"After covering the U.S. military for nearly two decades, I've concluded that graduates of the service academies don't stand out compared to other officers. Yet producing them is more than twice as expensive as taking in graduates of civilian schools ($300,000 per West Point product vs. $130,000 for ROTC student). On top of the economic advantage, I've been told by some commanders that they prefer officers who come out of ROTC programs, because they tend to be better educated and less cynical about the military.
This is no knock on the academies' graduates. They are crackerjack smart and dedicated to national service. They remind me of the best of the Ivy League, but too often they're getting community-college educations. Although West Point's history and social science departments provided much intellectual firepower in rethinking the U.S. approach to Iraq, most of West Point's faculty lacks doctorates. Why not send young people to more rigorous institutions on full scholarships, and then, upon graduation, give them a military education at a short-term military school? Not only do ROTC graduates make fine officers — three of the last six chairmen of the Joint Chiefs of Staff reached the military that way — they also would be educated alongside future doctors, judges, teachers, executives, mayors and members of Congress. That would be good for both the military and the society it protects. " Ricks
Wow! Tom Ricks is about to find out that hell hath no fury like West Point alumni scorned. His willingness to write this column is a measure of how secure he feels behind his wall of successful books. Every once in a while someone decides to take up this idea. It is usually an expensive idea for the proponent.
There is very little chance that the service academies; West Point (USMA), Annapolis (USNA), the Air Force Academy (USAFA) are going to be done away with. People generally like the idea of these undergraduate publicly funded university colleges. These institutions find their students through a competitive process that is as close to fair as they have been able to make it. Congressmen have the ability to NOMINATE candidates for these schools, but the service academies themselves decide who will be ADMITTED. The screening process that lies between those two "gates" is a massive barrier to admittance of the unqualified. That process produces a lot of available cadetships that congressmen do not fill. Those available positions are filled with young people who are judged qualified by the academies and who were nominated by other congressmen or from the ranks by the services themselves. Just to make sure that young people who show some potential as leaders are not disavantaged by poor prior educational opportunities, the Army actually runs a one year prep school for enlisted candidates before a decision is reached about them for admission to West Pont. Students at the service academies are members of the armed forces. They are paid a salary. How good is the education? Since I am a former faculty member at West Point I will leave that judgment to others. Americans value such a "path" open to talent for those who find it. There is no real chance that these colleges will "go away."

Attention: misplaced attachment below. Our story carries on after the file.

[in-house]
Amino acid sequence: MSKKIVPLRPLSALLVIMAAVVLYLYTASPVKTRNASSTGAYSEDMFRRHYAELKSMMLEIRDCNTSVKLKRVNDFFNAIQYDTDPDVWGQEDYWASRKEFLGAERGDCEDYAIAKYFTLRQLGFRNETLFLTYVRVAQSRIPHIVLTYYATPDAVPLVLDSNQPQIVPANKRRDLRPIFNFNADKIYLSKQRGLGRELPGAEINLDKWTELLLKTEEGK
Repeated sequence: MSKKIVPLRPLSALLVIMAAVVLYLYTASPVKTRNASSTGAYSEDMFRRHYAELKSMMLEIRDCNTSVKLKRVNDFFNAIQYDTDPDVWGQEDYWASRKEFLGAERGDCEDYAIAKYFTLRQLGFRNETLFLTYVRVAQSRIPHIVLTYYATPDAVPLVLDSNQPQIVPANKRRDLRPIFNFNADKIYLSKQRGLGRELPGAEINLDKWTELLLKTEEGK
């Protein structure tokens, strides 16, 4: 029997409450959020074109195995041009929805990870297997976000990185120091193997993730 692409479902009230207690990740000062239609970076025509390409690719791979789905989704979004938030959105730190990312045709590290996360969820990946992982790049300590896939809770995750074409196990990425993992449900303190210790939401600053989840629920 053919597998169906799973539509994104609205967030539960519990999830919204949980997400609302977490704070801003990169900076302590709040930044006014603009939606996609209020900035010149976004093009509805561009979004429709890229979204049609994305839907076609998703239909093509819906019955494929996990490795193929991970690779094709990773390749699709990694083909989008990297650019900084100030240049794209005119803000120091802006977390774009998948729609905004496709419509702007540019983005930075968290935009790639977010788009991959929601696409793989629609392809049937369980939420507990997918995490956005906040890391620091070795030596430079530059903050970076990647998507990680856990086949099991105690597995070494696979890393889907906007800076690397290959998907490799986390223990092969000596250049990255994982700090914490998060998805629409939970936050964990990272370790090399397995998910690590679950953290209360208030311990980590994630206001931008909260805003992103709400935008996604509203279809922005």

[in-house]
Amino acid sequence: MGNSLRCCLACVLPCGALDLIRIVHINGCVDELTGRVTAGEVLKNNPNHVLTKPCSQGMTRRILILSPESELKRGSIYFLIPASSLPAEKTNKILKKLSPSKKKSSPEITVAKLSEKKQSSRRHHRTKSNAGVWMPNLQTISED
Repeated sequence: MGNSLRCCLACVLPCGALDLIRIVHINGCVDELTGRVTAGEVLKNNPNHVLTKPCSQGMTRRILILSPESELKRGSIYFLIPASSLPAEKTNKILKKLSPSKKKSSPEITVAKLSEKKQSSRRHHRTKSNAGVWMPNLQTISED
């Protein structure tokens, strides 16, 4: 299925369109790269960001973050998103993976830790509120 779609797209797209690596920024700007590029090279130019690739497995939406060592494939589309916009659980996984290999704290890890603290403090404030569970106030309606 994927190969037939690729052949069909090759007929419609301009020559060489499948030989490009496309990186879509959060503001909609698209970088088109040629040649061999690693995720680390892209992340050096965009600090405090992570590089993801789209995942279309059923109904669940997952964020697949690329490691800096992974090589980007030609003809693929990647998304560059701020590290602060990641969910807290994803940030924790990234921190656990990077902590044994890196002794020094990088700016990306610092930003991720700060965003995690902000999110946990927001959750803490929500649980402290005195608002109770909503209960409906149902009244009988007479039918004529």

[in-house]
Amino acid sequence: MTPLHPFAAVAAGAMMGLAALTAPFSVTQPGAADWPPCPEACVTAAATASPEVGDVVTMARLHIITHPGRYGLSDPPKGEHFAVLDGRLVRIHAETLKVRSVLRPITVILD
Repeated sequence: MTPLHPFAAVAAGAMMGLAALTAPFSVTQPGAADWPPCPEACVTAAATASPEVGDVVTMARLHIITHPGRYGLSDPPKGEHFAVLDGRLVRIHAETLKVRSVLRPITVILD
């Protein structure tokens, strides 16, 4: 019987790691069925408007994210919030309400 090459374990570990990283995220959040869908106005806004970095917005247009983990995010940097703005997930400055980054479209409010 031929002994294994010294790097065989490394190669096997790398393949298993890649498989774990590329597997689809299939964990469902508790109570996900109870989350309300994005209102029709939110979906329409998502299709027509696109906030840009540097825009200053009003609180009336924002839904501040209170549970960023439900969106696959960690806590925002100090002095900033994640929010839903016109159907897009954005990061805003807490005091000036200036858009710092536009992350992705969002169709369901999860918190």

Do the Army, Marine Corps, Navy and Air Force really need the service academies to produce commissioned officers? No. They do not. Ricks' arguments about money, diversity of educational experience, and careerism and cronyism are all rather valid and the truth of Ricks' points are generally understood by the great majority of those most concerned, officers themselves.
Nevertheless, the country values these schools and they will endure.
Ricks' points about the war colleges is very interesting. These mid-career schools were founded at the end of the Victorian age to provide advanced professional education for exceptionally promising officers. They were created with European models in mind. The "Ecole Superieur de Guerre," and the "Kriegsakademie" were the models, Over the years these schools have declined and degenerated until they are now third rate graduate schools, paper mills that grind out certificates with which officers can satisfy the bureaucratic demands of their services with regard to advanced degrees and promotion. These schools are also expensive to run and, as Ricks says, they allow officers who need exposure to diversity of opinion to "hide" in an isolation that weakens the intellect rather than strengthens it. These schools are still very selective. One does not apply for attendance. One is selected by a service wide board. Sending the selected to good civilian Graduate schools as a substitute opportunity is an appealing alternative and that is done with some of the best selectees. A representative group of civilian employees of the government are allowed to attend the war colleges. The method of their selection is quite different.
In the interest of full disclosure I should mention that I was selected for and graduated from the resident course at the Army War College. It was a delightful but not very challenging year except for the cance it gave me to learn from the great Israeli/American Clausewitz scholar, Michael Handel. pl